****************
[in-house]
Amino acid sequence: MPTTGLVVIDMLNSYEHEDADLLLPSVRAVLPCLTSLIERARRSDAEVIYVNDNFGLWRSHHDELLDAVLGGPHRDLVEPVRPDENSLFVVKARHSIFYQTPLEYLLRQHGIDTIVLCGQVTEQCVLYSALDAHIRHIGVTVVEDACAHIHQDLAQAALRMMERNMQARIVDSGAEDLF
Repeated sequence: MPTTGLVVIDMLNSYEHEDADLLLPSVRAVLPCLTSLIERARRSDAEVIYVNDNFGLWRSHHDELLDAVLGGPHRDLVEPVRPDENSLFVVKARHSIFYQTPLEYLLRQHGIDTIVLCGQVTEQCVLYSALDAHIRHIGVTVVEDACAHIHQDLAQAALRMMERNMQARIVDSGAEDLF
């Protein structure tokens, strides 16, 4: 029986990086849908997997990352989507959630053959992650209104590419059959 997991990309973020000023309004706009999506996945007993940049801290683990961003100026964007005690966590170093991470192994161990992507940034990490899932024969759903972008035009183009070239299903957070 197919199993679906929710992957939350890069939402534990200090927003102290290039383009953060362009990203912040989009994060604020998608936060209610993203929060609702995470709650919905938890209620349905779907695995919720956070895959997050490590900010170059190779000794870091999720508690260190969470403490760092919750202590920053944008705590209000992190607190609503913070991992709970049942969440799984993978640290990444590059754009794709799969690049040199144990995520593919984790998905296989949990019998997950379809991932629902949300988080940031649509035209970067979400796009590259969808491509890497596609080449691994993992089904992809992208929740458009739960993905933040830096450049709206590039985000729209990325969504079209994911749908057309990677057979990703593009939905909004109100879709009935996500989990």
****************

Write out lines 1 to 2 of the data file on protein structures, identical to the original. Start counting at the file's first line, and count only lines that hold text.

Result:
[in-house]
Amino acid sequence: MPTTGLVVIDMLNSYEHEDADLLLPSVRAVLPCLTSLIERARRSDAEVIYVNDNFGLWRSHHDELLDAVLGGPHRDLVEPVRPDENSLFVVKARHSIFYQTPLEYLLRQHGIDTIVLCGQVTEQCVLYSALDAHIRHIGVTVVEDACAHIHQDLAQAALRMMERNMQARIVDSGAEDLF